Automated quantification of fibrosis-related parameters using dual-photon microscopy replace diagnosis of pathologists in NAFLD
Letter to the Editor

Automated quantification of fibrosis-related parameters using dual-photon microscopy replace diagnosis of pathologists in NAFLD

Yoshio Sumida1, Takeshi Okanoue2, Atsushi Nakajima3; Japan Study Group of NAFLD (JSG-NAFLD)

1Division of Hepatology and Pancreatology, Department of Internal Medicine, Aichi Medical University, Aichi, Karimata, Japan; 2Hepatology Center, Saiseikai Suita Hospital, Suita, Osaka, Japan; 3Department of Gastroenterology and Hepatology, Yokohama City University, Kanagawa, Japan

Correspondence to: Yoshio Sumida. Division of Hepatology and Pancreatology, Department of Internal Medicine, Aichi Medical University, Aichi, Karimata, Japan. Email: sumida19701106@yahoo.co.jp.

Comment on: Wang Y, Wong GL, He FP, et al. Quantifying and monitoring fibrosis in non-alcoholic fatty liver disease using dual-photon microscopy. Gut 2020;69:1116-26.


Submitted Jan 31, 2020. Accepted for publication Mar 09, 2020.

doi: 10.21037/hbsn.2020.03.23


We read with great interest the article by Wong and colleagues (1). Hepatic fibrosis is the most important determinant of mortality in patients with NAFLD (2). Although noninvasive tests or imaging modalities such as FibroScan and MR elastography have been developed for evaluation of hepatic fibrosis (3), liver biopsy is now the gold standard. Liver biopsy has several drawbacks including intra-observers’ and inter-observers’ variability (4-7), because the histology-based fibrosis is depend on the subjective evaluation by the pathologists. In this article, automated quantification of fibrosis-related parameters (q-FPs) using dual-photon microscopy can accurately diagnose fibrosis stage and predict cumulative incidence of liver-related events (1). It is expected that this novel method will replace diagnosis by pathologists. The strength of this study was based on not only cross-sectional data (n=344) also longitudinal data (n=97). Limitations in this article exist as authors mentioned. We wonder whether this method can be applied to other ethnic population. An international multi-center trial should be performed for independent external validation. We expect that this novel method can contribute to future clinical trials of NASH drug pipelines for avoiding pathological observers’ variabilities.


Acknowledgments

Funding: None.


Footnote

Provenance and Peer Review: This article was commissioned by the editorial office of Hepatobiliary Surgery and Nutrition. The article did not undergo external peer review.

Conflicts of Interest: All authors have completed the ICMJE uniform disclosure form (available at http://dx.doi.org/10.21037/hbsn.2020.03.23). The authors have no conflicts of interest to declare.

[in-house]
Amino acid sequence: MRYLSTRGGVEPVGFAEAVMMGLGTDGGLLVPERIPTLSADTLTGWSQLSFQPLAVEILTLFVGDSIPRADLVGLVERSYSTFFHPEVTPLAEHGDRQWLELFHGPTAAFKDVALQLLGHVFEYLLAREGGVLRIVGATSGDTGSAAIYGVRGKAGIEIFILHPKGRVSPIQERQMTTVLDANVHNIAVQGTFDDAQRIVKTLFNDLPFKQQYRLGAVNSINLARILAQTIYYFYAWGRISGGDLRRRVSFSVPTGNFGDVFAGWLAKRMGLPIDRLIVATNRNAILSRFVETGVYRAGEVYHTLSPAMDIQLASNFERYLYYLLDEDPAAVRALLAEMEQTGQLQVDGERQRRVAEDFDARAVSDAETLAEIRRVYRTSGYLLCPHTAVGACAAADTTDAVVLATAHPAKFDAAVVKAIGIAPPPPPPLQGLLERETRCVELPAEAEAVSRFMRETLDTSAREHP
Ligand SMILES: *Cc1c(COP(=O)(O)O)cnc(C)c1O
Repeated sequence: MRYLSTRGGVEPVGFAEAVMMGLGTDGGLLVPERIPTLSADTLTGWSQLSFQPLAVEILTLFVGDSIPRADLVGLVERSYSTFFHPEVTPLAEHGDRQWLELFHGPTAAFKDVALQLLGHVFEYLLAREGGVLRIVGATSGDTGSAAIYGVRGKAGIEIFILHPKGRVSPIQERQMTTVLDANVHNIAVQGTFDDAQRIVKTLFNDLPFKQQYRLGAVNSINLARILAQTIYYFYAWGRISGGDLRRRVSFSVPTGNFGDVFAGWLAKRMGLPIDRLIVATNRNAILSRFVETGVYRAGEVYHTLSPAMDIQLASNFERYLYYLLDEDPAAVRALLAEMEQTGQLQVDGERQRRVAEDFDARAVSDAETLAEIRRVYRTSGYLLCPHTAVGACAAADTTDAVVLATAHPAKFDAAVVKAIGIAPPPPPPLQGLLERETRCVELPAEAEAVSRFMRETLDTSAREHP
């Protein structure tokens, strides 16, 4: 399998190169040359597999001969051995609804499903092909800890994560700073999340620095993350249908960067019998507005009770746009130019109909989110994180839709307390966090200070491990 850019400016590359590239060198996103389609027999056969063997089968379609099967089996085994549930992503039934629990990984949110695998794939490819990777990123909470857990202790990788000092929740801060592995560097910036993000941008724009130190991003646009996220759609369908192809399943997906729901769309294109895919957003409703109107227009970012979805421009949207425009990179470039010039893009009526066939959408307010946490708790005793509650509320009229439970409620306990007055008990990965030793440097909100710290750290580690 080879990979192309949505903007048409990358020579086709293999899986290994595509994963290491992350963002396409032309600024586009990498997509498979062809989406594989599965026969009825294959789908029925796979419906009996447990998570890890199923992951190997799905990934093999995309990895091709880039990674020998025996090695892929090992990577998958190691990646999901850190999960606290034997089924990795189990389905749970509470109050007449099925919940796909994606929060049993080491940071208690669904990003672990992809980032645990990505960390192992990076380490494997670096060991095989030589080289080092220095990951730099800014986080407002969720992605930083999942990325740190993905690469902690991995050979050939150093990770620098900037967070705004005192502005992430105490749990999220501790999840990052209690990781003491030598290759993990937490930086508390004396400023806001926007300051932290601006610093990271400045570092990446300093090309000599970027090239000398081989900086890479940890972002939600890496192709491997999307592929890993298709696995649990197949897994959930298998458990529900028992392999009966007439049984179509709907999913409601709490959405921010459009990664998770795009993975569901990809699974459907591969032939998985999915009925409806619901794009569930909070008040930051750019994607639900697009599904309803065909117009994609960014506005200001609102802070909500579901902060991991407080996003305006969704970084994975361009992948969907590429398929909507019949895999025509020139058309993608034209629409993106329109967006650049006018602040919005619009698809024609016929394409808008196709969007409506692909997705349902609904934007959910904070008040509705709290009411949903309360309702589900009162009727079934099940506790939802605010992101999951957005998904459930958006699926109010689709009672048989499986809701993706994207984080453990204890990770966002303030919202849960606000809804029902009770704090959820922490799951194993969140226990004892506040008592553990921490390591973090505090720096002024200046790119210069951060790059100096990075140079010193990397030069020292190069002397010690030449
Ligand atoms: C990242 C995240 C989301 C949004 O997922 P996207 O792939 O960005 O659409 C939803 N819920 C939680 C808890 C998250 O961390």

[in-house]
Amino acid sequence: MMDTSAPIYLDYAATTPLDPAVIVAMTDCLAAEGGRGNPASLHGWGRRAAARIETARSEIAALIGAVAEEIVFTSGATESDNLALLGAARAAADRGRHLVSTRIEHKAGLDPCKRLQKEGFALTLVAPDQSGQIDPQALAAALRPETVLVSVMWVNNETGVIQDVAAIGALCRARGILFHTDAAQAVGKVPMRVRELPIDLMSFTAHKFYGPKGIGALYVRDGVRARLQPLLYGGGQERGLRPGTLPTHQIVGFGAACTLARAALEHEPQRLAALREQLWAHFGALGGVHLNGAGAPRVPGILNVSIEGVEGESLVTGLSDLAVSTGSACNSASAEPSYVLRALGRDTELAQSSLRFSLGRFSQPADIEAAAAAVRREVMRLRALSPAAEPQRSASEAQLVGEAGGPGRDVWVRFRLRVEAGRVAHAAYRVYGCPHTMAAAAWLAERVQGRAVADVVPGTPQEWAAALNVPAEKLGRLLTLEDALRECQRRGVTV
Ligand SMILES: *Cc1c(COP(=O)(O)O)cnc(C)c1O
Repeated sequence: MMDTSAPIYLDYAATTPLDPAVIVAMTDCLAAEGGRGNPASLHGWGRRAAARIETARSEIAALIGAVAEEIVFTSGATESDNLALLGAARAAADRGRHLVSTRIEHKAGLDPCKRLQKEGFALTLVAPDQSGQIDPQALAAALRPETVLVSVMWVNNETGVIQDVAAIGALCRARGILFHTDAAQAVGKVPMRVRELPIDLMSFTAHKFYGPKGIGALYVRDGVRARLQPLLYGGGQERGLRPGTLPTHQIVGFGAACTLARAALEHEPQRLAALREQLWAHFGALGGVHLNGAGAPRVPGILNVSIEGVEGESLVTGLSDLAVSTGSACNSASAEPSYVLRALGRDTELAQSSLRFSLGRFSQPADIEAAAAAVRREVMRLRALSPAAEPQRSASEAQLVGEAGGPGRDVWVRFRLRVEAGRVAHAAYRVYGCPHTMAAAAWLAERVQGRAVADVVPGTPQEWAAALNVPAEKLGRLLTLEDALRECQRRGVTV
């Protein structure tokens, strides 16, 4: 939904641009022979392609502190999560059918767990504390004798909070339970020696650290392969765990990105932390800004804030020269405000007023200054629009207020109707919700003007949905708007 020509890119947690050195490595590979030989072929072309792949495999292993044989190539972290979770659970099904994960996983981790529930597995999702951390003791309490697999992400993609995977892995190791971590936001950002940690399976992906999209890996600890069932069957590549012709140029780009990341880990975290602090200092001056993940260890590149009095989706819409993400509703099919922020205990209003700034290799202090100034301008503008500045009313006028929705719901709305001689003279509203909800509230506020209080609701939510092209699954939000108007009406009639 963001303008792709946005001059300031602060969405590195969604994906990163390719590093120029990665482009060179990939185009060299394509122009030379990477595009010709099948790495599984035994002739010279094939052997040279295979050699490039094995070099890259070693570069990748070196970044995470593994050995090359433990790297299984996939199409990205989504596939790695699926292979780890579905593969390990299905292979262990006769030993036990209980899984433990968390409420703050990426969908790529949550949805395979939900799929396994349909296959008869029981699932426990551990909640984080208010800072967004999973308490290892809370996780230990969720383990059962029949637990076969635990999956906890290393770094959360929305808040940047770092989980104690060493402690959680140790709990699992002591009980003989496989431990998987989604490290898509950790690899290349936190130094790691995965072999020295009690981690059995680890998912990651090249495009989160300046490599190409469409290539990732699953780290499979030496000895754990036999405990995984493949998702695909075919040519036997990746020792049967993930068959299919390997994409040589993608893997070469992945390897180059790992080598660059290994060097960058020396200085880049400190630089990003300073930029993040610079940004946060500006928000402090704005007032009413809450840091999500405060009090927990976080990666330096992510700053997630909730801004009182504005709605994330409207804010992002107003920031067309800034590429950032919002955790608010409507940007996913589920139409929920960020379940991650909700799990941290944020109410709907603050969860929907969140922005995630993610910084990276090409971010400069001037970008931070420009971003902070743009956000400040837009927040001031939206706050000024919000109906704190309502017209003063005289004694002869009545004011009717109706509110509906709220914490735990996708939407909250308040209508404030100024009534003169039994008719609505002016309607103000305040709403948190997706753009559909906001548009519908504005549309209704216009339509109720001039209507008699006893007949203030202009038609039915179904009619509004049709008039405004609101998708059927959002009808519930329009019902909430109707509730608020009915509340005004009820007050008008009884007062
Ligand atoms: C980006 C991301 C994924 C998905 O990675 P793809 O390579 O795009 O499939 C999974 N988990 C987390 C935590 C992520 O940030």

Ethical Statement: The authors are accountable for all aspects of the work in ensuring that questions related to the accuracy or integrity of any part of the work are appropriately investigated and resolved.

Open Access Statement: This is an Open Access article distributed in accordance with the Creative Commons Attribution-NonCommercial-NoDerivs 4.0 International License (CC BY-NC-ND 4.0), which permits the non-commercial replication and distribution of the article with the strict proviso that no changes or edits are made and the original work is properly cited (including links to both the formal publication through the relevant DOI and the license). See: https://creativecommons.org/licenses/by-nc-nd/4.0/.


References

  1. Wang Y, Wong GL, He FP, et al. Quantifying and monitoring fibrosis in non-alcoholic fatty liver disease using dual-photon microscopy. Gut 2020;69:1116-26. [Crossref] [PubMed]
  2. Dulai PS, Singh S, Patel J, et al. Increased risk of mortality by fibrosis stage in nonalcoholic fatty liver disease: systematic review and meta-analysis. Hepatology 2017;65:1557-65. [Crossref] [PubMed]
  3. Chalasani N, Younossi Z, Lavine JE, et al. The diagnosis and management of nonalcoholic fatty liver disease: Practice guidance from the American Association for the Study of Liver Diseases. Hepatology 2018;67:328-57. [Crossref] [PubMed]
  4. Kleiner DE, Brunt EM, Van Natta M, et al. Design and validation of a histological scoring system for nonalcoholic fatty liver disease. Hepatology 2005;41:1313-21. [Crossref] [PubMed]
  5. Gawrieh S, Knoedler DM, Saeian K, et al. Effects of interventions on intra- and interobserver agreement on interpretation of nonalcoholic fatty liver disease histology. Ann Diagn Pathol 2011;15:19-24. [Crossref] [PubMed]
  6. Fukusato T, Fukushima J, Shiga J, et al. Interobserver variation in the histopathological assessment of nonalcoholic steatohepatitis. Hepatol Res 2005;33:122-7. [Crossref] [PubMed]
  7. Merriman RB, Ferrell LD, Patti MG, et al. Correlation of paired liver biopsies in morbidly obese patients with suspected nonalcoholic fatty liver disease. Hepatology 2006;44:874-80. [Crossref] [PubMed]
Cite this article as: Sumida Y, Okanoue T, Nakajima A; Japan Study Group of NAFLD (JSG-NAFLD). Automated quantification of fibrosis-related parameters using dual-photon microscopy replace diagnosis of pathologists in NAFLD. Hepatobiliary Surg Nutr 2020;9(6):815-816. doi: 10.21037/hbsn.2020.03.23